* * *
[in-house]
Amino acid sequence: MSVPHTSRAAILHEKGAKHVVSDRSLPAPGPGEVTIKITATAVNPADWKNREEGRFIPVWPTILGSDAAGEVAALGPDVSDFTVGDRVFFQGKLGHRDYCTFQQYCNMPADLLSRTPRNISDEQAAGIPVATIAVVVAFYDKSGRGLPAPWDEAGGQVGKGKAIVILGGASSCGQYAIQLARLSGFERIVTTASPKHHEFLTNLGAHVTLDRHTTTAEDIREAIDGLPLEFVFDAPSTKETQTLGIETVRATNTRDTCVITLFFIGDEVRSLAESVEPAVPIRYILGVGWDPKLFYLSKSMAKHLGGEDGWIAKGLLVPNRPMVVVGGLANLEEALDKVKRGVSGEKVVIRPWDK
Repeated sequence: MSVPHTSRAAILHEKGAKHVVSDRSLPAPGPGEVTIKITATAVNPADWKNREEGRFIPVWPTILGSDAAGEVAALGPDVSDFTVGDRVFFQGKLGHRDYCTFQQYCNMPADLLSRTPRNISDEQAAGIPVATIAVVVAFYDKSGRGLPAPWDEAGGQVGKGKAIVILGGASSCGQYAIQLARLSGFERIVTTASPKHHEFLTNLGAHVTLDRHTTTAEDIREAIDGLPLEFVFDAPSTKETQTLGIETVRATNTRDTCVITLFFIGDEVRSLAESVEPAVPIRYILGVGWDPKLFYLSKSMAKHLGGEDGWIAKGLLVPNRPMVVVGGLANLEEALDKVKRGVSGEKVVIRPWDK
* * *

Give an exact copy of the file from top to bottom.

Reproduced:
[in-house]
Amino acid sequence: MSVPHTSRAAILHEKGAKHVVSDRSLPAPGPGEVTIKITATAVNPADWKNREEGRFIPVWPTILGSDAAGEVAALGPDVSDFTVGDRVFFQGKLGHRDYCTFQQYCNMPADLLSRTPRNISDEQAAGIPVATIAVVVAFYDKSGRGLPAPWDEAGGQVGKGKAIVILGGASSCGQYAIQLARLSGFERIVTTASPKHHEFLTNLGAHVTLDRHTTTAEDIREAIDGLPLEFVFDAPSTKETQTLGIETVRATNTRDTCVITLFFIGDEVRSLAESVEPAVPIRYILGVGWDPKLFYLSKSMAKHLGGEDGWIAKGLLVPNRPMVVVGGLANLEEALDKVKRGVSGEKVVIRPWDK
Repeated sequence: MSVPHTSRAAILHEKGAKHVVSDRSLPAPGPGEVTIKITATAVNPADWKNREEGRFIPVWPTILGSDAAGEVAALGPDVSDFTVGDRVFFQGKLGHRDYCTFQQYCNMPADLLSRTPRNISDEQAAGIPVATIAVVVAFYDKSGRGLPAPWDEAGGQVGKGKAIVILGGASSCGQYAIQLARLSGFERIVTTASPKHHEFLTNLGAHVTLDRHTTTAEDIREAIDGLPLEFVFDAPSTKETQTLGIETVRATNTRDTCVITLFFIGDEVRSLAESVEPAVPIRYILGVGWDPKLFYLSKSMAKHLGGEDGWIAKGLLVPNRPMVVVGGLANLEEALDKVKRGVSGEKVVIRPWDK